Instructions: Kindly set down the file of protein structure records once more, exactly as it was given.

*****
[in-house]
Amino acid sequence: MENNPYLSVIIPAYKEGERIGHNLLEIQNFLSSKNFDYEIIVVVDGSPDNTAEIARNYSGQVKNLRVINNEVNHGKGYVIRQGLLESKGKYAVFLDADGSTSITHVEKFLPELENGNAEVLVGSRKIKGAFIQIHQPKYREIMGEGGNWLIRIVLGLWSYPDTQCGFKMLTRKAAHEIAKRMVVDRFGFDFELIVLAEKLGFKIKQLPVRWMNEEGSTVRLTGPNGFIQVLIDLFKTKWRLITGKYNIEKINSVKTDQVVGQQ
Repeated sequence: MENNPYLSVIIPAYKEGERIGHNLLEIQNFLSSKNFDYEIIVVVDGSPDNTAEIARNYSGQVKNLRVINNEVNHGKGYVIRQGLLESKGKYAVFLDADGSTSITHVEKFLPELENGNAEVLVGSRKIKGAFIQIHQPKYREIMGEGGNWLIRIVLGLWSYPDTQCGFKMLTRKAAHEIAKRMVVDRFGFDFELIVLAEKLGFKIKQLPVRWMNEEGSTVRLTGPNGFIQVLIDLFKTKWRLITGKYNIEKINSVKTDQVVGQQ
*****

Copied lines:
[in-house]
Amino acid sequence: MENNPYLSVIIPAYKEGERIGHNLLEIQNFLSSKNFDYEIIVVVDGSPDNTAEIARNYSGQVKNLRVINNEVNHGKGYVIRQGLLESKGKYAVFLDADGSTSITHVEKFLPELENGNAEVLVGSRKIKGAFIQIHQPKYREIMGEGGNWLIRIVLGLWSYPDTQCGFKMLTRKAAHEIAKRMVVDRFGFDFELIVLAEKLGFKIKQLPVRWMNEEGSTVRLTGPNGFIQVLIDLFKTKWRLITGKYNIEKINSVKTDQVVGQQ
Repeated sequence: MENNPYLSVIIPAYKEGERIGHNLLEIQNFLSSKNFDYEIIVVVDGSPDNTAEIARNYSGQVKNLRVINNEVNHGKGYVIRQGLLESKGKYAVFLDADGSTSITHVEKFLPELENGNAEVLVGSRKIKGAFIQIHQPKYREIMGEGGNWLIRIVLGLWSYPDTQCGFKMLTRKAAHEIAKRMVVDRFGFDFELIVLAEKLGFKIKQLPVRWMNEEGSTVRLTGPNGFIQVLIDLFKTKWRLITGKYNIEKINSVKTDQVVGQQ